No, John, No

DESCRIPTION: The man asks the girl if she will marry. She informs him that her father has told her to answer all men's questions "No." After several exchanges, he asks something like "Do you refuse to marry me? Do you want me to leave?" She, of course, answers "No."
AUTHOR: unknown
EARLIEST DATE: 1883 (Burne)
KEYWORDS: courting questions rejection
FOUND IN: US(Ap,MA,MW,SE,So) Britain(England(All))
REFERENCES (26 citations):
Broadwood/Maitland-EnglishCountySongs, pp. 90-91, "Twenty, Eighteen" (2 texts, 1 tune)
Kennedy-FolksongsOfBritainAndIreland 138, "No Sir" (1 text, 1 tune)
Cologne/Morrison-WiltshireFolkSongs, pp. 46-47, "No, Sir! No!" (1 text, 1 tune, with the "No sir" refrain of "No, John, No" but the plot of "The Keys of Canterbury," including the "Keys of my heart" ending; it almost certainly combined the two songs)
Hamer-GreenGroves, p. 58, "Oh No John" (1 text, 1 tune)
Randolph 385, "No Sir! No Sir!" (1 text, 1 tune)
Moore/Moore-BalladsAndFolkSongsOfTheSouthwest 102, "The Scottish Merchant's Daughter" (1 text, 1 tune)
Eddy-BalladsAndSongsFromOhio 48, "No, Sir" (1 text, 1 tune)
Stout-FolkloreFromIowa 29, p. 44 "O, No, John" (1 text)
Wolford-ThePlayPartyInIndiana, pp. 73-74=Wolford/Richmond/Tillson-PlayPartyInIndiana, p. 144, "No Sir" (1 text, 1 tune)
McIntosh-FolkSongsAndSingingGamesofIllinoisOzarks, p. 106, "(On yonder hill there stands a lady)" (1 short text, consisting of just the opening lines of either "Wheel of Fortune (Dublin City, Spanish Lady)" or "No, John, No," used as a game song)
Brown/Belden/Hudson-FrankCBrownCollectionNCFolklore3 14, "No, Sir" (2 texts plus mention of 2 more)
Brown/Schinhan-FrankCBrownCollectionNCFolklore5 14, "No, Sir" (3 tunes plus excerpts of text)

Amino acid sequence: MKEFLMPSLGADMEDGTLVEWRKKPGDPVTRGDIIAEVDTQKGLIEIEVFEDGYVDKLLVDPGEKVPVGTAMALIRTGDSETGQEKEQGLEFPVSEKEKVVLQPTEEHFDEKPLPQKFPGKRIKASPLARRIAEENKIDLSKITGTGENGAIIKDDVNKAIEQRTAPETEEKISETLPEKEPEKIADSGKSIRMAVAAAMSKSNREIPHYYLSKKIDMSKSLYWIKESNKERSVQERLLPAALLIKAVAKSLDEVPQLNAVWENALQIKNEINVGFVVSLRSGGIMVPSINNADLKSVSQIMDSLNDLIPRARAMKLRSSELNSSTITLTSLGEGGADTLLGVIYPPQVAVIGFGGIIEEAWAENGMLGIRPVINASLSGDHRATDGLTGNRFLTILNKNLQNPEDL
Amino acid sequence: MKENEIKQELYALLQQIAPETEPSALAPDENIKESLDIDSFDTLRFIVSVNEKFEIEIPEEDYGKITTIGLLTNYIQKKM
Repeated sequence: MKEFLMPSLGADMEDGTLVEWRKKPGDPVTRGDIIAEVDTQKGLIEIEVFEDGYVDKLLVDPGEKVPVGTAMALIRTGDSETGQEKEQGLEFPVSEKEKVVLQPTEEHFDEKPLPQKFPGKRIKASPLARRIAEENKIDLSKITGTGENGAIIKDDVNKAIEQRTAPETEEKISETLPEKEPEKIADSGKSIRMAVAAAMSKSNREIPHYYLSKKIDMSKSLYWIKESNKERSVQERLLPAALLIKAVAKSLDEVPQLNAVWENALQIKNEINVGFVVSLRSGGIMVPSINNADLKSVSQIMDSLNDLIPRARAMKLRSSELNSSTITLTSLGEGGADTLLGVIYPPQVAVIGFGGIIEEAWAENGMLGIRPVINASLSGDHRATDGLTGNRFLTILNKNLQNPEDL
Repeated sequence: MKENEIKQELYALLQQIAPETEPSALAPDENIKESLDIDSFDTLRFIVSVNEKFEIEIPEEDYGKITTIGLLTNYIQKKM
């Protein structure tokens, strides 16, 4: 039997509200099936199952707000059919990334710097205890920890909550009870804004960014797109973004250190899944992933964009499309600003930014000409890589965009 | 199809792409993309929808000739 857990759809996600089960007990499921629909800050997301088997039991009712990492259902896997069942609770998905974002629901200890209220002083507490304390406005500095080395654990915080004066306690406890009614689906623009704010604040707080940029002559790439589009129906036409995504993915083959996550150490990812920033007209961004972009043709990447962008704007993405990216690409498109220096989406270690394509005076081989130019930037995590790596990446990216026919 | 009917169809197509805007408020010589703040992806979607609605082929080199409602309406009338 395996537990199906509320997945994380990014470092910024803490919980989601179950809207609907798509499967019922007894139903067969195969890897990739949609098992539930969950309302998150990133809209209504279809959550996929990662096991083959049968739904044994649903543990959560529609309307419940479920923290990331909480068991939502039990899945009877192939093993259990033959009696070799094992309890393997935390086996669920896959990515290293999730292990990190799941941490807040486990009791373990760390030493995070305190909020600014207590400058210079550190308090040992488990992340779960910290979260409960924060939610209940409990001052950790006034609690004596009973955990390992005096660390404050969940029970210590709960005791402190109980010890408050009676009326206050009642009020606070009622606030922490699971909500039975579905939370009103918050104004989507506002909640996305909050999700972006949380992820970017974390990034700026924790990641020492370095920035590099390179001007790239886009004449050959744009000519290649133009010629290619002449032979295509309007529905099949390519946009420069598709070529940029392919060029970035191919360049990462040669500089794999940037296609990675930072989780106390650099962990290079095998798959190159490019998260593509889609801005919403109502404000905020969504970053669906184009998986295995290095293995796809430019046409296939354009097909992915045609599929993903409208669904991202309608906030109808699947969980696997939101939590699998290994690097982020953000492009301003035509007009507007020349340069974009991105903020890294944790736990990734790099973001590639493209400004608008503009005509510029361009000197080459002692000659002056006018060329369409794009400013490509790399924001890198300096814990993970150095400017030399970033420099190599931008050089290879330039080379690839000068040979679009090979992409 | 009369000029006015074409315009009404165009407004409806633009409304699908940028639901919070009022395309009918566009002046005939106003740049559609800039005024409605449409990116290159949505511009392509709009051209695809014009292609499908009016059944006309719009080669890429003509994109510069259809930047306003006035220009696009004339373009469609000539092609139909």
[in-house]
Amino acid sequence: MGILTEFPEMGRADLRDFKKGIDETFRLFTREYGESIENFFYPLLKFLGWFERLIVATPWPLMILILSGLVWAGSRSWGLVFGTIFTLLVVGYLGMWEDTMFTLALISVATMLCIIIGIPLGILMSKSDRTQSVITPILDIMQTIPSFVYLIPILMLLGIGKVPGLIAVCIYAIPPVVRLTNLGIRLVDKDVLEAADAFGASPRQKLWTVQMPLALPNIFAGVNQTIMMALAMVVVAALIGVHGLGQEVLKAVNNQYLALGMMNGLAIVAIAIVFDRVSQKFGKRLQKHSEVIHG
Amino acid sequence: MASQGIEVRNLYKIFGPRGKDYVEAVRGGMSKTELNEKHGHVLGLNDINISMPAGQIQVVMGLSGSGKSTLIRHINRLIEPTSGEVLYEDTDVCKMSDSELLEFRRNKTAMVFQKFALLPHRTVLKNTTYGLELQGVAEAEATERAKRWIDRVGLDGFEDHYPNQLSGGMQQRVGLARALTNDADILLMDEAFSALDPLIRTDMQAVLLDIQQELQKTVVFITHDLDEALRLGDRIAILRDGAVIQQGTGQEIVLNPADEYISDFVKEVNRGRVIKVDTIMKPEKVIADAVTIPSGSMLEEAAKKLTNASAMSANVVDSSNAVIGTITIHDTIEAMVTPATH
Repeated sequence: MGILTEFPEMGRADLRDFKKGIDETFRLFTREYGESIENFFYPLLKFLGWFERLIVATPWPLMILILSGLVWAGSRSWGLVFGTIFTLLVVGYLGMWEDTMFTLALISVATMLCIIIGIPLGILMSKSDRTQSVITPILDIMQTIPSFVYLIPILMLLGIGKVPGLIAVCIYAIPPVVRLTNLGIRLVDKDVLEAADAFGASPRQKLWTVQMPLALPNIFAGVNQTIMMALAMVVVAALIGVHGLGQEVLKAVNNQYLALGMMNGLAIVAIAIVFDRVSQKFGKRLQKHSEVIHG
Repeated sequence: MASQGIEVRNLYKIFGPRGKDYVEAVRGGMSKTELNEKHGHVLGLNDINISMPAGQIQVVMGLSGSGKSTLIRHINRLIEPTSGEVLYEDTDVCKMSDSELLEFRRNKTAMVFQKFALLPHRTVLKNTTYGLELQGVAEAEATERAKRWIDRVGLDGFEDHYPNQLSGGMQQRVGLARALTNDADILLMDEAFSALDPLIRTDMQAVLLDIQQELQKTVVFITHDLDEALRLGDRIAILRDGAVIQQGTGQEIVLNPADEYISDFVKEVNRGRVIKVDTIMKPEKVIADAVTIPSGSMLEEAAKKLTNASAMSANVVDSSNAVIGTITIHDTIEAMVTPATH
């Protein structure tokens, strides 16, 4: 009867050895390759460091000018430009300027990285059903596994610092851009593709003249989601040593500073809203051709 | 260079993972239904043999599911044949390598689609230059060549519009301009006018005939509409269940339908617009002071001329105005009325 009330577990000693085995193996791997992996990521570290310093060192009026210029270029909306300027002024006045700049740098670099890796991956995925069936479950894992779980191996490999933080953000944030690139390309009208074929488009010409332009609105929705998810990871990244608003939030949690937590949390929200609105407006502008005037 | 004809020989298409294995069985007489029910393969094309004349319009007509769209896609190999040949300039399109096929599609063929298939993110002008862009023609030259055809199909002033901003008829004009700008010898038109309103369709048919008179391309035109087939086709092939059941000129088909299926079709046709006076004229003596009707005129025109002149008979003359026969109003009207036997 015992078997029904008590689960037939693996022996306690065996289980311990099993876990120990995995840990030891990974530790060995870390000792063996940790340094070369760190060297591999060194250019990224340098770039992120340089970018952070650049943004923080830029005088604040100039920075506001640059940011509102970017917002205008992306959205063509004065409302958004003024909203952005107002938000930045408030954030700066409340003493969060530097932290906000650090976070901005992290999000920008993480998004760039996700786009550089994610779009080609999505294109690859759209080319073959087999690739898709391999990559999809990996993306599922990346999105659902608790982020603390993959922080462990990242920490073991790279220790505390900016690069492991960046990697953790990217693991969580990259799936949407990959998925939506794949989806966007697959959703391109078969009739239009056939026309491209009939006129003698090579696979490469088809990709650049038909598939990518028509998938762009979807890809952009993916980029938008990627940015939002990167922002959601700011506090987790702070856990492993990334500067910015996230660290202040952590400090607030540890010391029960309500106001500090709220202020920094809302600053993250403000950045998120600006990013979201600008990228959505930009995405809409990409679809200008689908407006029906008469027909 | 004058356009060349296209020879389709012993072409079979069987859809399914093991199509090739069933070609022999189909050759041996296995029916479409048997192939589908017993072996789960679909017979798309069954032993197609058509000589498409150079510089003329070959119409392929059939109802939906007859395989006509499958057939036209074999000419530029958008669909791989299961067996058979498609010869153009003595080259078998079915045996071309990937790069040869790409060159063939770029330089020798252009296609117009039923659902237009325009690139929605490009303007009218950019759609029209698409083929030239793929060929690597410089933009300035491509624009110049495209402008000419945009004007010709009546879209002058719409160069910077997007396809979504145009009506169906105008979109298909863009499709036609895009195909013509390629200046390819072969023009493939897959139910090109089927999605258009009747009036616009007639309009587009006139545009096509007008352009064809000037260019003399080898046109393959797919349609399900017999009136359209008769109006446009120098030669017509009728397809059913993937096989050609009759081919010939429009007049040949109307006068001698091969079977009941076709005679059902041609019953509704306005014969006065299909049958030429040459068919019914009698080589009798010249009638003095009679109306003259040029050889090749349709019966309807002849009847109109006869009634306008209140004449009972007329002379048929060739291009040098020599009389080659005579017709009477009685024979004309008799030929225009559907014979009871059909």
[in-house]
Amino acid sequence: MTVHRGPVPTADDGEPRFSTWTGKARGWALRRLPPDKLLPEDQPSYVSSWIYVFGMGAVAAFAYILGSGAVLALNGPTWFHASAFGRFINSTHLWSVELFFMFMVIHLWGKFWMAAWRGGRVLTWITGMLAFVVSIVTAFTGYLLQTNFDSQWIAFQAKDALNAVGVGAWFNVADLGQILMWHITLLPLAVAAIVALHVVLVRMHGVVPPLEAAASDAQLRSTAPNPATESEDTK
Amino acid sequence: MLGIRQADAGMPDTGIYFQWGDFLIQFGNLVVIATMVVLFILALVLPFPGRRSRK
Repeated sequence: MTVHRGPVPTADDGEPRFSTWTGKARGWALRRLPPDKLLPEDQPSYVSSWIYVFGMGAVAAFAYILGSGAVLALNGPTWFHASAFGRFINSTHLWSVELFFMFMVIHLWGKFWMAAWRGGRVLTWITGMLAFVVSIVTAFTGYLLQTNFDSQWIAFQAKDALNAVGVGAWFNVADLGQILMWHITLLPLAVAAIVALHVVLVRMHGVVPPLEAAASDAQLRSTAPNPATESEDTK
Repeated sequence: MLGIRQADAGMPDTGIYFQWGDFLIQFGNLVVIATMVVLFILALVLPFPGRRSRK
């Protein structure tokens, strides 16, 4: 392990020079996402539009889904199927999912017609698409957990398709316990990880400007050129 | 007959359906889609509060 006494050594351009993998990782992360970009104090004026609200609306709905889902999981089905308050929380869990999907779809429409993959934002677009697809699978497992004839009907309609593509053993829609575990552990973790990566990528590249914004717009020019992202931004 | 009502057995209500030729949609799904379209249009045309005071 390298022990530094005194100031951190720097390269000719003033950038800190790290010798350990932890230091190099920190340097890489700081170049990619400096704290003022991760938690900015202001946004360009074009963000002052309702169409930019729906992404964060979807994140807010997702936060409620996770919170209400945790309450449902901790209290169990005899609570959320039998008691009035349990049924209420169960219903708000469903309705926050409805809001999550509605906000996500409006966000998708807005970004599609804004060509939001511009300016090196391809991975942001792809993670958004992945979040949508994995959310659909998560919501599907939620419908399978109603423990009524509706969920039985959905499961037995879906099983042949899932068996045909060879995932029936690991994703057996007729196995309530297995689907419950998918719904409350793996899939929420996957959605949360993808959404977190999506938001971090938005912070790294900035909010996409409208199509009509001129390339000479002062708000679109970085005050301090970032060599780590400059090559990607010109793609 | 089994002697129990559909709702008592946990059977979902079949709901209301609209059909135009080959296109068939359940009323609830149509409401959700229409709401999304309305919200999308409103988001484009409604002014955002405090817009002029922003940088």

Morris-FolksongsOfFlorida, #191, "Oh, No, John" (1 text, 1 tune)
Wyman/Brockway-LonesomeSongs-KentuckyMountains-Vol2, p. 98, "'No, Sir, No!'" (1 text, 1 tune)
Fuson-BalladsOfTheKentuckyHighlands, p. 81, "No, Sir; No" (1 text)
Bush-FSofCentralWestVirginiaVol3, pp. 43-44. "O, No, John" (1 text, 1 tune)
Sharp-OneHundredEnglishFolksongs 68, "O No, John!" (1 text, 1 tune)
Korson-PennsylvaniaSongsAndLegends, pp. 50-51, "Oh, No, No, Sir, No" (1 text, 1 tune)
Carey-MarylandFolkLegendsAndFolkSongs, p. 100, "No Sir" (1 text)
Reeves/Sharp-TheIdiomOfThePeople 68, "O No John" (4 texts)
Lomax-FolkSongsOfNorthAmerica 161, "Uh-Uh, No" (1 text, 1 tune, probably with more than a little of "Wheel of Fortune" mixed in)
Shay-BarroomBallads/PiousFriendsDrunkenCompanions, pp. 154-155, "Oh, No, John!" (1 text)
Silber/Silber-FolksingersWordbook, p. 345, "No John" (1 text)
Olson-BroadsideBalladIndex, ZN2244, "Pretty Betty, now come to me" (?)
DT, ONOJOHN*
ADDITIONAL: Charlotte Sophia Burne, editor, Shropshire Folk-Lore (London, 1883 ("Digitized by Google")), pp. 551-552,652, "The Disdainful Lady" (1 text, 1 tune)

Roud #146
RECORDINGS:
Emisly Bishop, "No Sir" (on FSBFTX13)
Ron & Bob Copper, "No, John, No" (on FSB01)
Sam Larner, "No Sir, No Sir" (on SLarner02)
Pete Seeger, "No Sir No" (on PeteSeeger14)
Stoneman Family, "The Spanish Merchant's Daughter" (Victor V-40206, 1928; on AAFM3)

CROSS-REFERENCES:
cf. "The Keys of Canterbury"
cf. "Wheel of Fortune (Dublin City, Spanish Lady)"
cf. "The Nonsense of Men" (theme)
NOTES [57 words]: A Broadwood/Maitland-EnglishCountySongs fragment from Shropshire has the man give up "since I have no more to say"; the woman then says "'O turn again, young man, I'll have you,' But his answer was 'Nay, nay!'." - BS
Reeves/Sharp-TheIdiomOfThePeople #68 is a composite of four texts. However, the original texts are listed on pp. 35-37. - BS
Last updated in version 6.0
File: R385

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